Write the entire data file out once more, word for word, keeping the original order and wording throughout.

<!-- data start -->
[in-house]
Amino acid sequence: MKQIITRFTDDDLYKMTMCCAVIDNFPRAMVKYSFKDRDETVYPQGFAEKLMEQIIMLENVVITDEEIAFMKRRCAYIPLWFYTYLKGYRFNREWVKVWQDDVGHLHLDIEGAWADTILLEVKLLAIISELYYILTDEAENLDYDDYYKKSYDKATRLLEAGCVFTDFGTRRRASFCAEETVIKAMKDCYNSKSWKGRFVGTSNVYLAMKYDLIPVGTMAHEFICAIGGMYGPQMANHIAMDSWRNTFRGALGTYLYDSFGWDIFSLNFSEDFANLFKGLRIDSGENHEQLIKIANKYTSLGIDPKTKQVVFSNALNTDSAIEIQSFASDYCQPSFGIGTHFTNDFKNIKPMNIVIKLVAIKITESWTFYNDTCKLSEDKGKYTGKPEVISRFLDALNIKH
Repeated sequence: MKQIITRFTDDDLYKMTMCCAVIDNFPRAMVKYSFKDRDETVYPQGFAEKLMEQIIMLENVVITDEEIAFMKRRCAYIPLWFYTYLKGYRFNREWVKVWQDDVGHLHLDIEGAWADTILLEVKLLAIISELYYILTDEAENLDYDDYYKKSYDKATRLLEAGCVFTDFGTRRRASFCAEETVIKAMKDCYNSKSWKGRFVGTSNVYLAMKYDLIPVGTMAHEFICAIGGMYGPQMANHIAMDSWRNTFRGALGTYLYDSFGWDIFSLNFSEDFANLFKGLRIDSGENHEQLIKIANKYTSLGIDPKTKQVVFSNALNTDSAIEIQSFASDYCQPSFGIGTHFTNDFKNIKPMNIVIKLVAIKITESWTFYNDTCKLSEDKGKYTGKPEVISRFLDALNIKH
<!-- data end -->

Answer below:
[in-house]
Amino acid sequence: MKQIITRFTDDDLYKMTMCCAVIDNFPRAMVKYSFKDRDETVYPQGFAEKLMEQIIMLENVVITDEEIAFMKRRCAYIPLWFYTYLKGYRFNREWVKVWQDDVGHLHLDIEGAWADTILLEVKLLAIISELYYILTDEAENLDYDDYYKKSYDKATRLLEAGCVFTDFGTRRRASFCAEETVIKAMKDCYNSKSWKGRFVGTSNVYLAMKYDLIPVGTMAHEFICAIGGMYGPQMANHIAMDSWRNTFRGALGTYLYDSFGWDIFSLNFSEDFANLFKGLRIDSGENHEQLIKIANKYTSLGIDPKTKQVVFSNALNTDSAIEIQSFASDYCQPSFGIGTHFTNDFKNIKPMNIVIKLVAIKITESWTFYNDTCKLSEDKGKYTGKPEVISRFLDALNIKH
Repeated sequence: MKQIITRFTDDDLYKMTMCCAVIDNFPRAMVKYSFKDRDETVYPQGFAEKLMEQIIMLENVVITDEEIAFMKRRCAYIPLWFYTYLKGYRFNREWVKVWQDDVGHLHLDIEGAWADTILLEVKLLAIISELYYILTDEAENLDYDDYYKKSYDKATRLLEAGCVFTDFGTRRRASFCAEETVIKAMKDCYNSKSWKGRFVGTSNVYLAMKYDLIPVGTMAHEFICAIGGMYGPQMANHIAMDSWRNTFRGALGTYLYDSFGWDIFSLNFSEDFANLFKGLRIDSGENHEQLIKIANKYTSLGIDPKTKQVVFSNALNTDSAIEIQSFASDYCQPSFGIGTHFTNDFKNIKPMNIVIKLVAIKITESWTFYNDTCKLSEDKGKYTGKPEVISRFLDALNIKH